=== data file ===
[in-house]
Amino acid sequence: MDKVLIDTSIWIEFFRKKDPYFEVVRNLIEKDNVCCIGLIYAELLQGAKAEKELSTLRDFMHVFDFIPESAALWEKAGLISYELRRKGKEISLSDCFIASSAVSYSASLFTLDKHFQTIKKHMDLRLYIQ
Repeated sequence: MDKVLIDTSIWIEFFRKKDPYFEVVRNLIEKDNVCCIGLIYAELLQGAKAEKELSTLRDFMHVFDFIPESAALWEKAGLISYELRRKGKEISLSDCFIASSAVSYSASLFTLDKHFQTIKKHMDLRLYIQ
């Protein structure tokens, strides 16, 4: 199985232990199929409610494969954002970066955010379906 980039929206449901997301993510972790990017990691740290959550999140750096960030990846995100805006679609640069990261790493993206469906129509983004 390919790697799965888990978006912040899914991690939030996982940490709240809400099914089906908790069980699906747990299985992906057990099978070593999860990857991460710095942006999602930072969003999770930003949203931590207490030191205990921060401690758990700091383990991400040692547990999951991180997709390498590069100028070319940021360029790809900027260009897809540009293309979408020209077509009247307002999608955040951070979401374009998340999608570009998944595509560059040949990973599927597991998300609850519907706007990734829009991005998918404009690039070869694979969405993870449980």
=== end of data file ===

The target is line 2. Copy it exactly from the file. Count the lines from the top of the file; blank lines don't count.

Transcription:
Amino acid sequence: MDKVLIDTSIWIEFFRKKDPYFEVVRNLIEKDNVCCIGLIYAELLQGAKAEKELSTLRDFMHVFDFIPESAALWEKAGLISYELRRKGKEISLSDCFIASSAVSYSASLFTLDKHFQTIKKHMDLRLYIQ